Polestar chief executive Thomas Ingenlath has questioned the “paper value” of rival electric vehicle (EV) manufacturers as the Geely-owned carmaker continues to be linked with a possible public offering.
Speaking at this week’s Shanghai International Auto Show, Ingenlath suggested that the EV revolution was in danger of becoming a plaything for speculators which risks losing its focus on making the most significant contribution to climate change since the car was invented.
And he urged Polestar’s rivals to get their priorities straight by putting climate change before pushing for a sky-high market valuation.
Ingenlath’s statement came less than a week after Polestar announced that it had raised USD550m (£395.7m) from a group of long-term financial investors to further boost its growth potential.
“It frankly amazes me that there are companies out there that are worth billions of dollars and have never made a car,” said Ingenlath.
“I would like to today state clearly that the electric mobility revolution needs to be grounded in reality, not dreams.
“Of course. we want to talk about growth. But by that I do not mean growth in investment levels, valuations or price-to-earnings multiples. I mean real growth. Growth in consumers switching to EVs and growth in harmful emissions being eradicated.”
He added: “What is at stake here is not how much financiers think a company is worth, but the chance to revolutionise the auto industry, turn it electric and at the same time make a huge contribution to protecting the climate. P
“Put against these important themes, a market valuation is a very insubstantial and meaningless marker of success.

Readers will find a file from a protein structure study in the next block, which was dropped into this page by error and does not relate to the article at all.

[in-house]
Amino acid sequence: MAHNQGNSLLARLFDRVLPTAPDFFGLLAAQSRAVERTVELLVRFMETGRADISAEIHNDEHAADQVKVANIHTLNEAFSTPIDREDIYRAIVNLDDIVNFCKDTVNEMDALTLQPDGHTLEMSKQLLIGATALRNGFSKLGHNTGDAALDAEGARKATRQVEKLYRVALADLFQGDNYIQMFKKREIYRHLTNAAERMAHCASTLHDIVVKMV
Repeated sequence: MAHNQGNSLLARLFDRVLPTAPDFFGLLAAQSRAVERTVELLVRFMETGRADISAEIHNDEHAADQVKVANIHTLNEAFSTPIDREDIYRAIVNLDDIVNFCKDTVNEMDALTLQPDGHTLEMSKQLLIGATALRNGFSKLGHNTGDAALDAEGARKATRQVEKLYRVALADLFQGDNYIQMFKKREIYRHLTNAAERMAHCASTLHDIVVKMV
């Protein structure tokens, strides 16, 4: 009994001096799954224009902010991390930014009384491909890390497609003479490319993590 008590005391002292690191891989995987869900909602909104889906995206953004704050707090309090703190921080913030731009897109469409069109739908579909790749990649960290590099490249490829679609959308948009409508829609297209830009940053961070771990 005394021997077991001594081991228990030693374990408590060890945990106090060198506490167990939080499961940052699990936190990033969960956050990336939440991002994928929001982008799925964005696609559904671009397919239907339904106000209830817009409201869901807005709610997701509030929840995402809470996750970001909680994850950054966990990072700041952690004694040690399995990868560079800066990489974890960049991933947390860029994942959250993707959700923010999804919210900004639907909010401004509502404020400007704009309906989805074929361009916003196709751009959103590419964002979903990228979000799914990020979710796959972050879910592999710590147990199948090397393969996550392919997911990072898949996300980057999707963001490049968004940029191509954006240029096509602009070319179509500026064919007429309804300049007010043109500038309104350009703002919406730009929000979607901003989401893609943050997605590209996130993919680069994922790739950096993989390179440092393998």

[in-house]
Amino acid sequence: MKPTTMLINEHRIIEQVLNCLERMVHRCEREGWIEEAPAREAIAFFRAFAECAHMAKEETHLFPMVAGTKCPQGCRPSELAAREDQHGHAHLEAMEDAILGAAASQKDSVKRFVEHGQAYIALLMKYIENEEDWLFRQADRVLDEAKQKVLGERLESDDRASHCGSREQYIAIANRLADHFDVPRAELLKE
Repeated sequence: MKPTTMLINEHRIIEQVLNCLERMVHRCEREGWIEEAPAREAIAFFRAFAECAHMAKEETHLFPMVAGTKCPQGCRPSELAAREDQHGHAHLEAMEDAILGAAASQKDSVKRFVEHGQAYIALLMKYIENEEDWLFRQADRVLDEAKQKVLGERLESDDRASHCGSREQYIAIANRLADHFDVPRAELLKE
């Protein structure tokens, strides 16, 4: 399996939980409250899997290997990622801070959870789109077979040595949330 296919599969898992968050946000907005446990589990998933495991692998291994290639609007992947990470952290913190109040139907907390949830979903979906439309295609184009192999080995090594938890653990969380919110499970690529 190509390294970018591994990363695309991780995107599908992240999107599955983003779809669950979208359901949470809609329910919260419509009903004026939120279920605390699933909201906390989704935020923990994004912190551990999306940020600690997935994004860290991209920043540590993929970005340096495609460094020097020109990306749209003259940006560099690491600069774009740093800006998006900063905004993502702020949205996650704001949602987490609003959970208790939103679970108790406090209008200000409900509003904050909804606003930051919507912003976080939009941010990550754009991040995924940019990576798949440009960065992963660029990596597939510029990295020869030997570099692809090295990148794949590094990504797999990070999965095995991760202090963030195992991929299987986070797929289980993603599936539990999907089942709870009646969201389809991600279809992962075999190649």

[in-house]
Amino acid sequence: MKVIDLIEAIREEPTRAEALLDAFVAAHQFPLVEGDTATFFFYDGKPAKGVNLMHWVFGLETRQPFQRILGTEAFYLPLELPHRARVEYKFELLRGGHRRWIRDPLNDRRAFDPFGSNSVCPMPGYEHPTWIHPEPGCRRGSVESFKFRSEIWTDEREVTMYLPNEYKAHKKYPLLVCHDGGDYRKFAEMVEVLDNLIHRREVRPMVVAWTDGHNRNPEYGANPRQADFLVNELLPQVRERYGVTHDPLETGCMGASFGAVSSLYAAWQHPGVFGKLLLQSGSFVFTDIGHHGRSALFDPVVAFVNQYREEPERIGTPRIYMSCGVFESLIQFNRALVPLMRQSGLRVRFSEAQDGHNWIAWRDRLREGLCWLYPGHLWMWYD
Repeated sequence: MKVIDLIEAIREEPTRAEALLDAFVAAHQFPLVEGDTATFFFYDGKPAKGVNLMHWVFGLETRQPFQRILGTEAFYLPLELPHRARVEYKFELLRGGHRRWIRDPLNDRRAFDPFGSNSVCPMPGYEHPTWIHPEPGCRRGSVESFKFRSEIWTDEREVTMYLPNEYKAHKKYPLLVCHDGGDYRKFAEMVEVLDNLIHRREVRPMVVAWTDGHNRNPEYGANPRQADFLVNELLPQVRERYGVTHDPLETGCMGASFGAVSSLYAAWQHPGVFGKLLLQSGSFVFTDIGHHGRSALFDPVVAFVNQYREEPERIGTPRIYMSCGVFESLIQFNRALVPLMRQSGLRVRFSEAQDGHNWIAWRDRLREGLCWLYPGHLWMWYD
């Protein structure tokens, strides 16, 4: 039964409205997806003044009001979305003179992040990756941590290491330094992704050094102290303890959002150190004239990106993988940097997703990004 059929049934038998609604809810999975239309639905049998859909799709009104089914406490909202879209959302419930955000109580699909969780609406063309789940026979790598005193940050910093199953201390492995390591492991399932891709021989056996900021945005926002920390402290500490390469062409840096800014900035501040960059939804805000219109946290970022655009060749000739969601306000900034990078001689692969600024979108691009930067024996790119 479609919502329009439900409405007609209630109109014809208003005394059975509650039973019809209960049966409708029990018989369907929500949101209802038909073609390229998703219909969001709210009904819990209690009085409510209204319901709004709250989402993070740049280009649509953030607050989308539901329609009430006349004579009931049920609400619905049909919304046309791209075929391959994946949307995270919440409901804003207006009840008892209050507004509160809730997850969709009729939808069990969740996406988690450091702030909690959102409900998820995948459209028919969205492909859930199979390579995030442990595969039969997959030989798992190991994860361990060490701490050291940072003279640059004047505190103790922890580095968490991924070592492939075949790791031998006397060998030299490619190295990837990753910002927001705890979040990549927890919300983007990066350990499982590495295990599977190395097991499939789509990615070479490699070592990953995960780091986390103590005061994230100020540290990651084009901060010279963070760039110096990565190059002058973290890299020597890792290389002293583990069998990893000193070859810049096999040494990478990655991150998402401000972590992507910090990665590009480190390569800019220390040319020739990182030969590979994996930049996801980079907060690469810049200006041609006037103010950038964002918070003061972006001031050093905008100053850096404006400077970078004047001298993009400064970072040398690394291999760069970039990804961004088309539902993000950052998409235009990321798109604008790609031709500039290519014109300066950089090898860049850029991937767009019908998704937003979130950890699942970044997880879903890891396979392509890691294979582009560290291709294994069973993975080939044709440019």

“The pathway to a cleaner planet passes through our design studios, our research departments, our factories, our supply chains and our boardrooms.
“We in the auto industry need to stay focused on what we are doing and why.
“The more speculative the EV sector becomes, the deeper our responsibility is to make sure that we stay grounded in the actual business of making the cars that will revolutionise the industry.”
Since launch three-and-a-half years ago, Polestar has developed its own manufacturing capability in China, launched the Polestar 1 and Polestar 2.
It has also established a network of Polestar Spaces across the globe to underpin an online retail strategy backed by the aftersales capability of franchises of if sister brand, Volvo.
Last week AM reported on the launch of three new Polestar 2 variants, which introduced a lower starting price for the performance EV.
The brand’s premium line-up remained ineligible for the Government’s recently revised plug-in car grant (PiCG), however.
Last year Polestar published life cycle emissions data from electric cars, revealing that the Polestar 2 model would need to travel almost 50,000 miles to claw back the carbon deficit created during production over an equivalent petrol SUV.
At the time, the Swedish car maker said that it had taken the step to publish the data as part of a bid to be “the most transparent in the automotive industry” and in doing so asserted that “’going green’ isn’t quite as simple as just buying an electric car.”
Earlier this month Polestar outlined its goal to build a car that is truly carbon neutral by the end of the decade.
The Polestar 0 project will eliminate emissions generated during the production of the car, as well as during its use.
Fredrika Klarén, Polestar’s head of Sustainability, said: “We’re electric, so we don’t have to worry about combustion engines producing toxic emissions – but that doesn’t mean our job is done.
“We will now work to eradicate all emissions stemming from production. Now is a historic and exciting time for car makers, an opportunity to seize the moment, do better and dare to build the dream of climate-neutral, circular and beautiful cars.”
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